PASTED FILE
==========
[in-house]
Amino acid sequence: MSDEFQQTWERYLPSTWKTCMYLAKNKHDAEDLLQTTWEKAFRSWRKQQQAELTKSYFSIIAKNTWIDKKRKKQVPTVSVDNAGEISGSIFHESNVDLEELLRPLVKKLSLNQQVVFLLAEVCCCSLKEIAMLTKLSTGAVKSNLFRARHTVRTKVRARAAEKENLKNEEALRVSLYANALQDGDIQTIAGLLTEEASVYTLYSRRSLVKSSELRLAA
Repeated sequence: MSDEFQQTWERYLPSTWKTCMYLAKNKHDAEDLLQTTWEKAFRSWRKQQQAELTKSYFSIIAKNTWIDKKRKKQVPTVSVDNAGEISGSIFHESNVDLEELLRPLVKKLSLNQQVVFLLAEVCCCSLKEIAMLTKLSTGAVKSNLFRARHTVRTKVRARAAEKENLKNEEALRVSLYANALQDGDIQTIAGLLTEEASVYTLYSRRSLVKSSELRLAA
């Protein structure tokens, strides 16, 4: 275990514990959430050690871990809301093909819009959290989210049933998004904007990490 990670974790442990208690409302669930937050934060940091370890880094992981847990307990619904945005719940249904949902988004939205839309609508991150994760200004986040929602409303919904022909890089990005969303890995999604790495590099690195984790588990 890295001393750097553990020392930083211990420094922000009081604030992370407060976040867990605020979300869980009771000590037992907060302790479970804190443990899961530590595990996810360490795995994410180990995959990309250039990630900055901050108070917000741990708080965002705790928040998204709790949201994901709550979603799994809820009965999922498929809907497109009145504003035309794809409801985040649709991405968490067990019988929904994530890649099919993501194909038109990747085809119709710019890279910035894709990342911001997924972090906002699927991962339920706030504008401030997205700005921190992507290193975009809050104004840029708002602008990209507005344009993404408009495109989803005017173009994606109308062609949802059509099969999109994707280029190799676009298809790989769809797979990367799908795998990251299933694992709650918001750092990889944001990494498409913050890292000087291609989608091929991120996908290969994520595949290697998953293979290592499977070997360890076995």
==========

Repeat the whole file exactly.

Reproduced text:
[in-house]
Amino acid sequence: MSDEFQQTWERYLPSTWKTCMYLAKNKHDAEDLLQTTWEKAFRSWRKQQQAELTKSYFSIIAKNTWIDKKRKKQVPTVSVDNAGEISGSIFHESNVDLEELLRPLVKKLSLNQQVVFLLAEVCCCSLKEIAMLTKLSTGAVKSNLFRARHTVRTKVRARAAEKENLKNEEALRVSLYANALQDGDIQTIAGLLTEEASVYTLYSRRSLVKSSELRLAA
Repeated sequence: MSDEFQQTWERYLPSTWKTCMYLAKNKHDAEDLLQTTWEKAFRSWRKQQQAELTKSYFSIIAKNTWIDKKRKKQVPTVSVDNAGEISGSIFHESNVDLEELLRPLVKKLSLNQQVVFLLAEVCCCSLKEIAMLTKLSTGAVKSNLFRARHTVRTKVRARAAEKENLKNEEALRVSLYANALQDGDIQTIAGLLTEEASVYTLYSRRSLVKSSELRLAA
């Protein structure tokens, strides 16, 4: 275990514990959430050690871990809301093909819009959290989210049933998004904007990490 990670974790442990208690409302669930937050934060940091370890880094992981847990307990619904945005719940249904949902988004939205839309609508991150994760200004986040929602409303919904022909890089990005969303890995999604790495590099690195984790588990 890295001393750097553990020392930083211990420094922000009081604030992370407060976040867990605020979300869980009771000590037992907060302790479970804190443990899961530590595990996810360490795995994410180990995959990309250039990630900055901050108070917000741990708080965002705790928040998204709790949201994901709550979603799994809820009965999922498929809907497109009145504003035309794809409801985040649709991405968490067990019988929904994530890649099919993501194909038109990747085809119709710019890279910035894709990342911001997924972090906002699927991962339920706030504008401030997205700005921190992507290193975009809050104004840029708002602008990209507005344009993404408009495109989803005017173009994606109308062609949802059509099969999109994707280029190799676009298809790989769809797979990367799908795998990251299933694992709650918001750092990889944001990494498409913050890292000087291609989608091929991120996908290969994520595949290697998953293979290592499977070997360890076995």